Cornell University No Longer Requires 'Raced Descriptions of Suspects' in Campus Crime Alerts

Cornell University No Longer Requires 'Raced Descriptions of Suspects' in Campus Crime Alerts


The Cornell University Faculty has passed a resolution calling on campus police to not “require raced descriptions of suspects” in campus crime alert emails because such descriptions reinforce violence against black people.

According to the university’s passed resolution, “the knowledge that a crime may have been committed by a Black man does not make CRIME ALERT recipients any safer.”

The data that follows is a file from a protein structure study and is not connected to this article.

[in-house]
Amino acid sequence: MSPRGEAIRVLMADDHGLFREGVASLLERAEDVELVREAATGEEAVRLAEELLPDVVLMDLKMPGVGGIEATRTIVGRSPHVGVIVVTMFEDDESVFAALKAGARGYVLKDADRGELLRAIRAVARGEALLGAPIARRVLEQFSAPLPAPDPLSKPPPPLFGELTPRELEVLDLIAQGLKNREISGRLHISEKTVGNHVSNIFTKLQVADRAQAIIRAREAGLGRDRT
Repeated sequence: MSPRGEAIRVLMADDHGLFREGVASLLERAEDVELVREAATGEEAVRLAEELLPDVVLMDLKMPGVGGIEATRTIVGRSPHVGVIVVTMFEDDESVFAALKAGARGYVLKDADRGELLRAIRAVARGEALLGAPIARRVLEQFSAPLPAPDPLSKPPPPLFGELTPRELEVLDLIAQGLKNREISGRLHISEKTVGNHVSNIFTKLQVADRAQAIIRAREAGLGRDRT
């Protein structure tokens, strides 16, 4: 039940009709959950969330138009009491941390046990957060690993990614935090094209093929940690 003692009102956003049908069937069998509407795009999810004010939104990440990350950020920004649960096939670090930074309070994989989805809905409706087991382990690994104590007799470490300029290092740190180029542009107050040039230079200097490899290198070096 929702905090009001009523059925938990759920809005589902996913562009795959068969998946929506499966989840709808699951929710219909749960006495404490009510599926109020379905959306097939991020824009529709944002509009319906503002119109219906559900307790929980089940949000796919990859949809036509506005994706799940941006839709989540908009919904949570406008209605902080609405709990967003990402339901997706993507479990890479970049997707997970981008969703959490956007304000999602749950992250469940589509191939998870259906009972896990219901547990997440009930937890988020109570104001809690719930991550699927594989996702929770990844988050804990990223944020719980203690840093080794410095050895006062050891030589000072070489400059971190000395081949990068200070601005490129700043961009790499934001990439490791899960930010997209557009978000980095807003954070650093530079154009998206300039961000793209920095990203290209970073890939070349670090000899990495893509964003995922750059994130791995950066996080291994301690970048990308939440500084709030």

Instead, the faculty believes the alerts endanger “Black people in the community, reinforcing the common phenomenon of violence against Black people on the grounds that they look like suspected criminals.”

“These emails consistently foreground the race of suspects, sometimes listing race and gender as the only distinguishing features of unidentified criminal suspects,” the resolution reads.

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“One of the perceptions that contributes to and justifies the disproportionate and disproportionately violent policing of Black people is the false association of Blackness with criminality,” the statement continues.

The school also reveals 75 percent


 

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